6

I had some trouble with the evaluation of Java optionals. Consider the following test:

@Test
public void test() {
    System.out.println("GOT STRING: " + first().orElse(second()));
}

private Optional<String> first() {
    System.out.println("Evaluating first");
    return Optional.of("STRING OPTIONAL");
}

private String second() {
    System.out.println("Evaluating second");
    return "SECOND STRING";
}

My expectation is that since first() returns a non empty Optional, that second is not evaluated. But in fact the output is:

Evaluating first
Evaluating second
GOT STRING: STRING OPTIONAL

Trying the function used in orElse in a test:

@Test
public void test2() {
    System.out.println("GOT STRING: " + (first() != null ? "FIRST IS NOT NULL" : second()));
}

Output:

Evaluating first
GOT STRING: FIRST IS NOT NULL

Why is the second option evaluated? This seems to be bad?

  • If you call orElse(...) then the argument will definitely be evaluated. Perhaps you want orElseGet(...) which accepts a function that it calls when required. – khelwood Apr 26 '16 at 10:02
  • Why is your question tagged with "lambda" when you don't have any lambda expressions in your code? – Jon Skeet Apr 26 '16 at 10:03
  • Because googling always gives lamdas and orElseGet is mostly used with lamda constructs. – Dennis Ich Apr 26 '16 at 10:57
7

Why is the second option evaluated?

Because you're calling the second() method, in order to provide the value as an argument to orElse(). The value of the argument will be ignored (because you already have a value) but that doesn't mean it doesn't have to be provided.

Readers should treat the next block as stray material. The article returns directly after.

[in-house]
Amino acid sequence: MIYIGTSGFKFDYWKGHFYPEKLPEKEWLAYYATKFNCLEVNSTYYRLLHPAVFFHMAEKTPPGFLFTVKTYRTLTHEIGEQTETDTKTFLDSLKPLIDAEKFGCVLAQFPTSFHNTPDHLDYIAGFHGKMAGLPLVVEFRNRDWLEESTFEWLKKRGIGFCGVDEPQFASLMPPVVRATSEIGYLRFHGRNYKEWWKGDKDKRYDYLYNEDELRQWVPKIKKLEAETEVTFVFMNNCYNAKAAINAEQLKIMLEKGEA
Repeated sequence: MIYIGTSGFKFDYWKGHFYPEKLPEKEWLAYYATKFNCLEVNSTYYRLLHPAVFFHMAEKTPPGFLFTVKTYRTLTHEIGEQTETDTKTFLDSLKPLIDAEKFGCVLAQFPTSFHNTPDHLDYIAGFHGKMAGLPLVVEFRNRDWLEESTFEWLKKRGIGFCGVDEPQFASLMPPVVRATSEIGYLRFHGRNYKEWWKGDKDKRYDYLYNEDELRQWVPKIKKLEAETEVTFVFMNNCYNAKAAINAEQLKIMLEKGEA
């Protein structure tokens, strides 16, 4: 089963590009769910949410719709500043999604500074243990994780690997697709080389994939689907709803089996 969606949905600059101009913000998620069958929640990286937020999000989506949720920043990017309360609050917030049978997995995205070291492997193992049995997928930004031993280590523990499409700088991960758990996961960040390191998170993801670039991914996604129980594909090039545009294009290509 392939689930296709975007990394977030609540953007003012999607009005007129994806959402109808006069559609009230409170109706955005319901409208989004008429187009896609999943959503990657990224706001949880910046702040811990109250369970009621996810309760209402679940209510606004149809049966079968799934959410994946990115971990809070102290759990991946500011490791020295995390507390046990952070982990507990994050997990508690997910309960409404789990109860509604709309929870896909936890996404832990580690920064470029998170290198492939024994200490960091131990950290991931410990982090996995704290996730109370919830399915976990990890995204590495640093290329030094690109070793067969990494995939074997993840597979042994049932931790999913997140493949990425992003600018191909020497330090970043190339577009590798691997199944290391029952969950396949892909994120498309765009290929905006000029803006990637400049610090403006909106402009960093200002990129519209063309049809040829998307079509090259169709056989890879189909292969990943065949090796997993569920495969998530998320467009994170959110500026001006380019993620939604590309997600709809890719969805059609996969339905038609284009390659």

Basically, this code:

first().orElse(second())

is equivalent to:

Optional<String> tmp1 = first();
Optional<String> tmp2 = second();
Optional<String> result = tmp1.orElse(tmp2);

There's nothing optional-specific here - that's how argument evaluation always works in Java.

Note that this is a big difference between a library construct (orElse) and the condition operator language construct (?:) which will only evaluate either the second or third operand, but never both.

As Artur mentioned, if you want to defer the call to second(), you need to use orElseGet, where the argument you pass isn't the value to use if first doesn't have one, but the call to make in order to get the value.

  • 2
    I looked at the implementation for orElse which uses this language construct. So I this should behave equivalent which it does not. But your explanation fits here. This still seems an easy source of errors to me and should be documented. Though you are right with the evaluation. I kinda just forgot that using the function. – Dennis Ich Apr 26 '16 at 11:01
  • @mrbela: It has to be provided because you have to provide an argument for each parameter. This is all just normal Java behavior - there's nothing magic going on here. It would be pretty odd for the compiler to decide not to evaluate a method argument. – Jon Skeet Jul 25 at 9:02
10

It is evaluated, because you are passing value of second() by value, rather than just passing a reference to function itself. You need to do one of following

System.out.println("GOT STRING: " + first().orElseGet(() ->second()));
System.out.println("GOT STRING: " + first().orElseGet(this::second));

To delay the evaluation till it is really needed.

2

Because second() call is passed as parameter to the method orElse, and parameters gets evaluated eagerly in Java.

Should you need to provide a supplier or avoid eager execution, you can use orElseGet which expects a Supplier

optional.orElseGet(()->second())) 

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